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Fra Angelico’s ‘Noli Me Tangere’ depicts the bodily resurrection of Christ (Wikimedia Commons)

This Easter it’s hard not to be a bit pessimistic – war in Ukraine, talk of war in Asia, endless other troubles. Christianity in the West is approaching two crisis points, writes Greg Sheridan. Source: The Australian.

Pope Francis is nearing the end of his papacy. The choice of his successor is profoundly important. Francis has appointed a lot of cardinals from impoverished parts of the developing world but, as the global split in Anglicanism shows, religious leaders in the developing world tend to be more religiously religious – that is, more conservative in belief and practice – than their counterparts in the West.

Evangelical Christians in the US, a goodly number at least, are seeking to break free of their extremely troubled attachments to Donald Trump. But who knows what Trump’s latest adventures mean for the culture?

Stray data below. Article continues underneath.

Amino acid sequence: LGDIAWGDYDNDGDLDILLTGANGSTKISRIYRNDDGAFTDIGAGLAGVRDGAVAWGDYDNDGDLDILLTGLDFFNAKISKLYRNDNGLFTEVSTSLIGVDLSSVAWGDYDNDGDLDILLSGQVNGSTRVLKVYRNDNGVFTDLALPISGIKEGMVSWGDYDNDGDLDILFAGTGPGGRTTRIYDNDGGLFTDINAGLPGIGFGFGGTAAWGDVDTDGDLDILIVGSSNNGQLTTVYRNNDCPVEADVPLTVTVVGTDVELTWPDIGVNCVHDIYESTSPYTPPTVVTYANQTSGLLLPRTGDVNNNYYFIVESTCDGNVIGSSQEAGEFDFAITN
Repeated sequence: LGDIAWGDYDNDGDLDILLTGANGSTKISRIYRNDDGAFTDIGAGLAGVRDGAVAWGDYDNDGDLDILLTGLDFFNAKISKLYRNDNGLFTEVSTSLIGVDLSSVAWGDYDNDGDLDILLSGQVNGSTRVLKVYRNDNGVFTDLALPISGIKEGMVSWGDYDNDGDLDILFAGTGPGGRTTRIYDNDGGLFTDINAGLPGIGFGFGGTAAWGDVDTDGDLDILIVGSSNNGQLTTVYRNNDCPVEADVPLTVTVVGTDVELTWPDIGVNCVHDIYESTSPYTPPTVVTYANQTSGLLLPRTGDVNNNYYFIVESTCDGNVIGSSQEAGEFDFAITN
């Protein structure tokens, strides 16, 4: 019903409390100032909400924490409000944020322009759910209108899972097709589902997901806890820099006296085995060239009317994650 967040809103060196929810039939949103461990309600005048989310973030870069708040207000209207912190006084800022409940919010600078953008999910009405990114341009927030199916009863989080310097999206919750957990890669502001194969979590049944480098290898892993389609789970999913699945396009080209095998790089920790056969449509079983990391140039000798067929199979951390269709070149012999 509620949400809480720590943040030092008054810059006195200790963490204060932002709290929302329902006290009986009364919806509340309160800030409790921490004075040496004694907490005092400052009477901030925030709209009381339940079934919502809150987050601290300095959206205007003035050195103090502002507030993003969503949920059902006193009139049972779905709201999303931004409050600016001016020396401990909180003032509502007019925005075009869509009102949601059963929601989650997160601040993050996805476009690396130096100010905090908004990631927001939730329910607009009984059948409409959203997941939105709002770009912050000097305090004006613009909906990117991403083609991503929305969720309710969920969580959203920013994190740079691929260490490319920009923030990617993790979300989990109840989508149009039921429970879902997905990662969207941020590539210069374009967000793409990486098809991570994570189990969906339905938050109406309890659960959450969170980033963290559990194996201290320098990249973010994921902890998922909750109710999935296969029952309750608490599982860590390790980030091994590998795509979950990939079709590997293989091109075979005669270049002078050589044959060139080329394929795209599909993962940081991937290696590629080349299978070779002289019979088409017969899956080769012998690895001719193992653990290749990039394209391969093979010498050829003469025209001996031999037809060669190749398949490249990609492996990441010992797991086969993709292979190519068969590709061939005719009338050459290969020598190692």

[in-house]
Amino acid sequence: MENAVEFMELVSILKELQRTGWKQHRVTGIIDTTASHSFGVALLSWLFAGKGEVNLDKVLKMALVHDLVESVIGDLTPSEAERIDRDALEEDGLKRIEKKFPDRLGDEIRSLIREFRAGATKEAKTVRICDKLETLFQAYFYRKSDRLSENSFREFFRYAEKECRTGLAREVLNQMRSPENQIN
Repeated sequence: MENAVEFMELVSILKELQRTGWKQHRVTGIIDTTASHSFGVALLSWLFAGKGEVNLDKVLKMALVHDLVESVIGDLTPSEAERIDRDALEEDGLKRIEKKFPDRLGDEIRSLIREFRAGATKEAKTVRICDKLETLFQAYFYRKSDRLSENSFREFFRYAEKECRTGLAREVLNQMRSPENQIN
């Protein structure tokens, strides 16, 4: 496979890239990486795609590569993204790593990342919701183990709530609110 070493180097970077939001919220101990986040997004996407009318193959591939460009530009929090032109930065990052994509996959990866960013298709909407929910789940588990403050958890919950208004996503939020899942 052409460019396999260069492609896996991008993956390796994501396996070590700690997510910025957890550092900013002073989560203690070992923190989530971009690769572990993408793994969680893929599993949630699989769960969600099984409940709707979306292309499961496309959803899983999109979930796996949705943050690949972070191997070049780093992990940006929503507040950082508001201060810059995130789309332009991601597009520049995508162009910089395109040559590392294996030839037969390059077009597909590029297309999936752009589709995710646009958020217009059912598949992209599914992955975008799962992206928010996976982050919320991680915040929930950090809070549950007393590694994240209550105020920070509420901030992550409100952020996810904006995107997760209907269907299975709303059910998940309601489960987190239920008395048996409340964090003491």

The Christian faith is booming in Africa, Asia and Latin America but still declining in the West, though there are plenty of green shoots, signs of new life.

We should remember what Christians believe about Easter. They believe Jesus, the son of God, rose from the dead and lived among his disciples in his physical body. As Anglican Archbishop of Sydney Kanishka Raffel puts it in his Easter message: “Jesus’ resurrection was physical and real. Death really was defeated.”

But did you know that virtually all Christian denominations teach, as a matter of core belief, that all human beings will rise from the dead to live for eternity in their physical body? This isn’t a fringe belief but a central teaching.

The best chance for Christianity to grow again in the West is not to hide but to proclaim its radically weird teachings.


How Christianity can grow again in the West (By Greg Sheridan, The Australian)


Easter is, and always will be, the greatest story ever told (The Australian)

Easter’s message of courage before the woke mob (The Australian)